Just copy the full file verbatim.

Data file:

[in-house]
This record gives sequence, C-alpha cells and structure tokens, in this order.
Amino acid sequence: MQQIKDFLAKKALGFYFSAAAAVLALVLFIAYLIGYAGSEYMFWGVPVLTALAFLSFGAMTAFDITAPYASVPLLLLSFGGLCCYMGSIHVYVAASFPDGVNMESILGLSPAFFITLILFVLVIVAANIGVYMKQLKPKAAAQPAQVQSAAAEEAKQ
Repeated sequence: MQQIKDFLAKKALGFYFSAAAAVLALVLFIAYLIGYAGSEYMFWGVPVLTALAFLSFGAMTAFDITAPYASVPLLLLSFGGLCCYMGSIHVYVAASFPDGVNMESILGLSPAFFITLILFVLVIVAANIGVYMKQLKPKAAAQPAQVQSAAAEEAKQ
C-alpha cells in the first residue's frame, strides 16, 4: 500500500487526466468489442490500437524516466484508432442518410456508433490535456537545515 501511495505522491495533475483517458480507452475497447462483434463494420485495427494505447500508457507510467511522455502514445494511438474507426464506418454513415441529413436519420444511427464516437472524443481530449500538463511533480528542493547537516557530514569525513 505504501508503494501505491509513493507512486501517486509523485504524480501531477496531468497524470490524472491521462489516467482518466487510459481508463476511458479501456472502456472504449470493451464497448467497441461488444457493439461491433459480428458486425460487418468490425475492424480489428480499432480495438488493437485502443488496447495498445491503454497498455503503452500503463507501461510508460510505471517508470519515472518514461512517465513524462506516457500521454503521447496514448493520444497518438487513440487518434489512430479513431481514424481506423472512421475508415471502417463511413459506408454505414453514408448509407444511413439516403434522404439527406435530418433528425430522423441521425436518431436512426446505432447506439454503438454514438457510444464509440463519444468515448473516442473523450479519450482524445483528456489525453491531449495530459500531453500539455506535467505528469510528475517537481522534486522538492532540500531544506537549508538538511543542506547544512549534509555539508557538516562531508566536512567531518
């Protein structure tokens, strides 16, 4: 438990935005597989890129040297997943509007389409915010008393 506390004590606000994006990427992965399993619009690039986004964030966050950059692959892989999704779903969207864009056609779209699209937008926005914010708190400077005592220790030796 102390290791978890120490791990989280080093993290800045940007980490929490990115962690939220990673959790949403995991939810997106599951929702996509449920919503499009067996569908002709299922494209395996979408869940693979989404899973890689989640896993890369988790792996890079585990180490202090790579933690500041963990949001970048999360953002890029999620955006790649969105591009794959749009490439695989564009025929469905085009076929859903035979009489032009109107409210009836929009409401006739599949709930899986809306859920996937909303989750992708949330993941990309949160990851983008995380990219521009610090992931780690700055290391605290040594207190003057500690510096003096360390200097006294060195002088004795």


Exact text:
[in-house]
This record gives sequence, C-alpha cells and structure tokens, in this order.
Amino acid sequence: MQQIKDFLAKKALGFYFSAAAAVLALVLFIAYLIGYAGSEYMFWGVPVLTALAFLSFGAMTAFDITAPYASVPLLLLSFGGLCCYMGSIHVYVAASFPDGVNMESILGLSPAFFITLILFVLVIVAANIGVYMKQLKPKAAAQPAQVQSAAAEEAKQ
Repeated sequence: MQQIKDFLAKKALGFYFSAAAAVLALVLFIAYLIGYAGSEYMFWGVPVLTALAFLSFGAMTAFDITAPYASVPLLLLSFGGLCCYMGSIHVYVAASFPDGVNMESILGLSPAFFITLILFVLVIVAANIGVYMKQLKPKAAAQPAQVQSAAAEEAKQ
C-alpha cells in the first residue's frame, strides 16, 4: 500500500487526466468489442490500437524516466484508432442518410456508433490535456537545515 501511495505522491495533475483517458480507452475497447462483434463494420485495427494505447500508457507510467511522455502514445494511438474507426464506418454513415441529413436519420444511427464516437472524443481530449500538463511533480528542493547537516557530514569525513 505504501508503494501505491509513493507512486501517486509523485504524480501531477496531468497524470490524472491521462489516467482518466487510459481508463476511458479501456472502456472504449470493451464497448467497441461488444457493439461491433459480428458486425460487418468490425475492424480489428480499432480495438488493437485502443488496447495498445491503454497498455503503452500503463507501461510508460510505471517508470519515472518514461512517465513524462506516457500521454503521447496514448493520444497518438487513440487518434489512430479513431481514424481506423472512421475508415471502417463511413459506408454505414453514408448509407444511413439516403434522404439527406435530418433528425430522423441521425436518431436512426446505432447506439454503438454514438457510444464509440463519444468515448473516442473523450479519450482524445483528456489525453491531449495530459500531453500539455506535467505528469510528475517537481522534486522538492532540500531544506537549508538538511543542506547544512549534509555539508557538516562531508566536512567531518
């Protein structure tokens, strides 16, 4: 438990935005597989890129040297997943509007389409915010008393 506390004590606000994006990427992965399993619009690039986004964030966050950059692959892989999704779903969207864009056609779209699209937008926005914010708190400077005592220790030796 102390290791978890120490791990989280080093993290800045940007980490929490990115962690939220990673959790949403995991939810997106599951929702996509449920919503499009067996569908002709299922494209395996979408869940693979989404899973890689989640896993890369988790792996890079585990180490202090790579933690500041963990949001970048999360953002890029999620955006790649969105591009794959749009490439695989564009025929469905085009076929859903035979009489032009109107409210009836929009409401006739599949709930899986809306859920996937909303989750992708949330993941990309949160990851983008995380990219521009610090992931780690700055290391605290040594207190003057500690510096003096360390200097006294060195002088004795």